Illinois

State of Illinois

Illinois is chasing a moving target as it tries to dig out of the nation's worst budget crisis, and $7.5 billion worth of unpaid bills hadn't even been sent to the official who writes the checks by the end of June.

The Associated Press obtained the review, conducted by Comptroller Susana Mendoza's office. Although many of those unprocessed bills have since been paid, the office says a similar amount have replaced them.

That's in addition to $9 billion worth of checks that are at the office but being delayed because the state lacks the money to pay them.

Flickr user Charleston's TheDigitel / "Red Cross blood drive" (CC V. 2.0)

It’s been more than a week since the mass shooting in Las Vegas, but northern Illinois blood banks say local donations still may be needed in the weeks to come.

Many survivors still need surgeries after the attack, and blood donations have only a 42-day shelf life.

Some blood centers in northern Illinois have shipped donations before to areas in need, as they did after Hurricanes Harvey and Irma. They say they’re on standby to ship blood to Las Vegas.

FLICKR User Jim Bowen

Illinois politicians continue reacting to Sunday’s mass shooting in Las Vegas, but responses are falling down party lines.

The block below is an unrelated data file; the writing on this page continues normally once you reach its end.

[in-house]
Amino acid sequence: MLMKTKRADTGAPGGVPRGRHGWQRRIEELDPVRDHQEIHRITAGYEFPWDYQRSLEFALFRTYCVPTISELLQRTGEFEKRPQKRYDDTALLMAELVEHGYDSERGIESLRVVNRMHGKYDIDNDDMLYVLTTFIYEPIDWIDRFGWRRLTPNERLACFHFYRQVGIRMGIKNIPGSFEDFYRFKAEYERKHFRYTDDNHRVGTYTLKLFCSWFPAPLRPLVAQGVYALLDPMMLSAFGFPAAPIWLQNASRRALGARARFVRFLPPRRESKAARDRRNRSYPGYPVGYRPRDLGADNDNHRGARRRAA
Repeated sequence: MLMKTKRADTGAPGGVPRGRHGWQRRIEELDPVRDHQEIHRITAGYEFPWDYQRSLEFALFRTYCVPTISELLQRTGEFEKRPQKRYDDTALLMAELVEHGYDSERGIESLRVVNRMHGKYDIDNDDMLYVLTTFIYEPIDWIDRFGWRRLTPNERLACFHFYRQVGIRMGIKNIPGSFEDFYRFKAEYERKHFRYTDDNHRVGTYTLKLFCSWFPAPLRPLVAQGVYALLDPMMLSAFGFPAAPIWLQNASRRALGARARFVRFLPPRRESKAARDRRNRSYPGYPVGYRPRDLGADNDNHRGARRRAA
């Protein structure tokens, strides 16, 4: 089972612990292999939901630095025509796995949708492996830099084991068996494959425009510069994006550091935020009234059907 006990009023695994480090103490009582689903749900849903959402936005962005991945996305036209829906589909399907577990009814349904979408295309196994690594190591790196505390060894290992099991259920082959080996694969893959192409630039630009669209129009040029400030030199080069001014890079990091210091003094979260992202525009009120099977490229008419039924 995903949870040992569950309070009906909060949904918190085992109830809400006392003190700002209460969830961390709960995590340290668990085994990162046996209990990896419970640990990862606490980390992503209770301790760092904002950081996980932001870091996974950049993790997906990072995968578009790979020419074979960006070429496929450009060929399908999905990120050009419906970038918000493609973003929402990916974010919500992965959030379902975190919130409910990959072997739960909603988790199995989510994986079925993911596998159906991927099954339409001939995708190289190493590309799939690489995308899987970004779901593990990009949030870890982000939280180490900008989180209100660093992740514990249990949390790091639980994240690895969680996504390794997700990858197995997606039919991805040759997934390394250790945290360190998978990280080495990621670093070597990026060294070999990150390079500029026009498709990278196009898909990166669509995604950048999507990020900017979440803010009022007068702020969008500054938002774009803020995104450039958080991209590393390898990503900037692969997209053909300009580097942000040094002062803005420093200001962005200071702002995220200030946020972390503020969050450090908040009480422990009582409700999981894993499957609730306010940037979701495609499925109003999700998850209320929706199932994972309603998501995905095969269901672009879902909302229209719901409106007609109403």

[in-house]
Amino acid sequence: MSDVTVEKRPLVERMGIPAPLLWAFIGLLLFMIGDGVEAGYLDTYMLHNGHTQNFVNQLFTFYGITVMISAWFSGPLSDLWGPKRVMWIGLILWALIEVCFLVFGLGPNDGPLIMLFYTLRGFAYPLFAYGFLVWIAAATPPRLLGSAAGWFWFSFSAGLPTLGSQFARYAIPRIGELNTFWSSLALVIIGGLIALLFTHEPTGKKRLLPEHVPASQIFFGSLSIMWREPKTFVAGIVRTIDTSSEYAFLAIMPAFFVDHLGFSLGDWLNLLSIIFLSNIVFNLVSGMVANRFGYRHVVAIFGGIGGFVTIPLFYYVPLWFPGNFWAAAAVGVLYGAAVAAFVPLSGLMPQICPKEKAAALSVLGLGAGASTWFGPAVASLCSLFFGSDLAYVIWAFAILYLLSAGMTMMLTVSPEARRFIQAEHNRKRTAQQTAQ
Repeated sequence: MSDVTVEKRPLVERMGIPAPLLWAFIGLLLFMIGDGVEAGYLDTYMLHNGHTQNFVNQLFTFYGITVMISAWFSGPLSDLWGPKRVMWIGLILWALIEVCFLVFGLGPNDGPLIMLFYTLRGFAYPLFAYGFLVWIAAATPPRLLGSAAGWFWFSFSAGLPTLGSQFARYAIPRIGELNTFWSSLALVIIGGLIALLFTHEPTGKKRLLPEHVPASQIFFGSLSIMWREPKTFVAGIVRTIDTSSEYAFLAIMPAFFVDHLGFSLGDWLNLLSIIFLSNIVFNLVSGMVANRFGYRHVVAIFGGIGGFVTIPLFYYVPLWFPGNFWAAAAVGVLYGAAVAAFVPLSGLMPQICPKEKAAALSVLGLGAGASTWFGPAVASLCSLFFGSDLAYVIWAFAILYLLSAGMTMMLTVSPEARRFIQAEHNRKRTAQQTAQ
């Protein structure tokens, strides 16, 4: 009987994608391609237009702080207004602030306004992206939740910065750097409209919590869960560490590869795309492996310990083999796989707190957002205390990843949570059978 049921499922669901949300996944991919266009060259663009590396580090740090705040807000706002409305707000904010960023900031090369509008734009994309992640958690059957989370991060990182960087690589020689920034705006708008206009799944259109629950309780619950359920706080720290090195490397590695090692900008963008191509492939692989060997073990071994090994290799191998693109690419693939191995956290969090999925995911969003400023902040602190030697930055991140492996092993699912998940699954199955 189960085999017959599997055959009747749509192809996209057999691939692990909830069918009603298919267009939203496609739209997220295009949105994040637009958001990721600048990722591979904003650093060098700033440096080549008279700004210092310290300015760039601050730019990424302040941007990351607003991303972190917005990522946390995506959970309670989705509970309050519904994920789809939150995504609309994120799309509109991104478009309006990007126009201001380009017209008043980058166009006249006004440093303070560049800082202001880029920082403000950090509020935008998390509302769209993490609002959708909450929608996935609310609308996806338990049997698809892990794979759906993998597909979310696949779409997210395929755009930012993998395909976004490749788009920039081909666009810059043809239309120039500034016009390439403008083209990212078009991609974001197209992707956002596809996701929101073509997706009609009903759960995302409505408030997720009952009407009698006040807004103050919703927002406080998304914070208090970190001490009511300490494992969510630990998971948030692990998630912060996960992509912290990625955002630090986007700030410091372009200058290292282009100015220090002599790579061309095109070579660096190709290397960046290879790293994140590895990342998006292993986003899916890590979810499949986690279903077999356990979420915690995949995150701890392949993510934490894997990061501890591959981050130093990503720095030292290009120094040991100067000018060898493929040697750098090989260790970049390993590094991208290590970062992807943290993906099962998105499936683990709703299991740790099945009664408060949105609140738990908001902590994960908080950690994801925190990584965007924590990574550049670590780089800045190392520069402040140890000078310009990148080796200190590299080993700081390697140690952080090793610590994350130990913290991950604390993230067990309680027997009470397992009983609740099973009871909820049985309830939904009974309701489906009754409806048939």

As happens with just about every mass shooting, and the more routine violence that plagues parts of cities like Chicago, Democrats say it shows the need for tighter gun laws.

Illinois U.S. Sen. Dick Durbin says military-grade weapons should not be considered normal.

But Republicans prefer to set aside those conversation, which is what Gov. Bruce Rauner did when asked whether he would support a so-called assault weapons ban.

Phil Masterton / WNIJ

Illinois Gov. Bruce Rauner is talking about building a movement to improve the state’s political and economic climate.

But he still wouldn’t say whether he will run for re-election.

Several Republican lawmakers say Rauner lost their support after the governor signed a bill last week that allows state money to help pay for abortions.

One said a primary challenger is inevitable, though nobody has yet stepped forward.

"Courtroom One Gavel" by Flickr User Beth Cortez-Neavel / (CC BY 2.0)

The U.S. Supreme Court will hear arguments today in Gill v. Whitford, a Wisconsin case challenging partisan legislative maps.

Wendy Tam Cho, a University of Illinois political science professor, says this case is particularly important because it could determine the court’s role in future cases on gerrymandering. 

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